The engine was a Coventry-Climax FWE unit -- in effect, the auto production version of the “racing fire pump” design with which Coventry had burst into motor racing just a few years earlier. Cylinder head, block, and sump were all cast aluminum. The engine had a single overhead camshaft and inverted bucket tappets in the classic Alfa Romeo/Jaguar style. Originally, the engine had been designed as a 35-bhp portable fire pump unit for Civil Defense use, but as applied to racing the 1.1-liter unit developed an easy 72 bhp. The FWE displaced 1,216cc as it was normally fitted to the Elite, and could be had in two versions.

Equipped with a single SU carburetor, it produced 75 bhp, but with twin SUs the rating jumped to 83 bhp. Both types were built in quantity, and both survive to this day. The engine’s reputation for using oil became well known, however; it required a quart perhaps every 300 miles. A BMC “B” series gearbox (MGA type) was fitted to all standard Elites, but later “Special Equipment” models used a West German ZF unit. They also came equipped with the 83-bhp engine and a specially designed lightweight final drive unit with ZF gears.

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1959, 1960, 1961, 1962, 1963 Lotus Elite Suspension

Apart from the fiberglass monocoque, the suspension of the 1959-1963 Lotus Elites stood out as the most advanced of their innovations. The independent front end came straight out of the Type 12 single-seat Lotus race car, combined with rack-and-pinion steering, while the independent rear end featured what Lotus always called “Chapman struts.” They were in reality the same type of combined spring/damper units as MacPherson struts. The drive shafts were of fixed length, and the car had inboard disc brakes. Center-lock wire-spoke wheels were also fitted.

The suspension was mechanically elegant and the geometry very precise. More than that, though, Chapman’s Elite had a ride quite different from that of any competitor. It allowed for more than the usual amount of wheel movement, resulting in a far more supple ride than anyone could have expected from a sports car. Even though the Elite could be encouraged to roll noticeably, it always remained amazingly controllable and possessed inch-accurate steering.

1959-1963 lotus elite steering wheel
The suspension of the 1959-1963 Lotus Elites stood out as the most advanced of their innovations, with rack-and-pinion steering high among
their achievements.

Lotus could not put the Elite into production right away. The original Hornsey factory was much too small and cramped. Until Lotus moved to larger facilities in Cheshunt, just a few miles further north from the center of London, and until it had completed the car’s development, no Elite could be delivered to a customer. The unfinished prototype shown at the British Earls Court exhibition in October 1957 was fitted with the wrong engine and didn’t even have a radiator or driveshaft.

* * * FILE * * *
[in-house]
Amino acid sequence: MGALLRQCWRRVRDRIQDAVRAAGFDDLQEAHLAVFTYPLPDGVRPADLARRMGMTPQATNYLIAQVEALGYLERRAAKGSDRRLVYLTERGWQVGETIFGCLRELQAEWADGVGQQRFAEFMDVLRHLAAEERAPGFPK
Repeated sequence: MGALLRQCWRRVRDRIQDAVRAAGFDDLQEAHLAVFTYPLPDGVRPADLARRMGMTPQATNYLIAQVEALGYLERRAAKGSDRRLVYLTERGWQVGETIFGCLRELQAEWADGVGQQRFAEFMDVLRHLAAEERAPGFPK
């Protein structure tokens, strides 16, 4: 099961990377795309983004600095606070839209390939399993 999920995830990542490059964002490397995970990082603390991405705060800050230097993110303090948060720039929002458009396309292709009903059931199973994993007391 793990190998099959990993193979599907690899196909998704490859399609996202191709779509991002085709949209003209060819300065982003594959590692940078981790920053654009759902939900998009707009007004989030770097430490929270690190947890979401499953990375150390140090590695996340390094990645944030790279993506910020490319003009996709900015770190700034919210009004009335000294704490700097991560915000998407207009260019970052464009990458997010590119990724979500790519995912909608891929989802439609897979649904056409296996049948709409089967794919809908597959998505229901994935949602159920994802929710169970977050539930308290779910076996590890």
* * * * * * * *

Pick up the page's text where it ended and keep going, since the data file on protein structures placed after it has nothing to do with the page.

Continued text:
Thus, it wasn’t until 1959 that series production finally got under way. At that time, Britain levied a hefty Purchase Tax on the sale of new cars. The tax didn’t apply to car kits, however, so Elites were delivered in kit form to customers looking to save some money. The kits -- some of which were poorly assembled by the buyers -- go a long way toward explaining why so many of the early cars were badly finished.

Over the next five years, Lotus phased in an improved body shell, a major engineering alteration, and myriad minor improvements. The first body monocoques were produced by Maximar of Pulborough of Sussex, but after 250 units had been made, Colin Chapman placed an order with Bristol Aeroplane Plastics for the next run.

These bodies were used from July 1960 onward -- about 750 shells of what are now referred to as the Series II Elites. The Bristol-built shells were better made and better shaped -- and they’re now in more demand by enthusiasts. Series II cars also used a different location for the rear suspension strut, and many trim and minor development changes took effect. A higher proportion of the Series II cars utilized the twin-SU-carbureted engine, and a large number had the specially designed ZF S4-12 gearbox as well.

A limited number of Lotus Super 95, Super 100, and Super 105 Elites were built. They were really factory-prepared racing versions, with engine horsepower outputs corresponding to the model title. They went on to race with great success at Le Mans and Sebring.

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1959, 1960, 1961, 1962, 1963 Lotus Elite Specifications

If you find a Lotus Elite today, you’ll have to ante up a good bit of money for it -- up to twice the original U.S. price of $4,500 for a clean one. While on the one hand the relative value of an Elite is due to its limited production, on the other it speak­s well for the car’s unique and advanced design and its reputation for perfor­mance. Most of all, the Elite stands as one of Colin Chapman’s many lasting accomplishments.

Find specifications for the 1959-1963 Lotus Elite in the following chart:

1959-63 Lotus Elite Specifications


Front-engine, rear-drive, two-seat, two-door coupe

Fiberglass monocoque chassis

Fiberglass body
Dimensions and Capacities

88 inches
Overall length
148 inches
Curb weight
1,450 pounds

Engine type
Coventry-Climax FWE ohc inline 4-cylinder
1,216 cc/74.2 ci
Fuel Delivery
1 or 2 SU or 2 Weber carburetors
Net bhp @ rpm
Transmission type
MG 4-speed or ZF 4-speed manual

Front suspension
Independent, wishbone,coil springs, shocks, anti-sway bar
Rear suspension
Independent, Chapman struts, trailing arm
Rack and pinion
Brake system
4-wheel discs
15-inch wire, knockoff hubs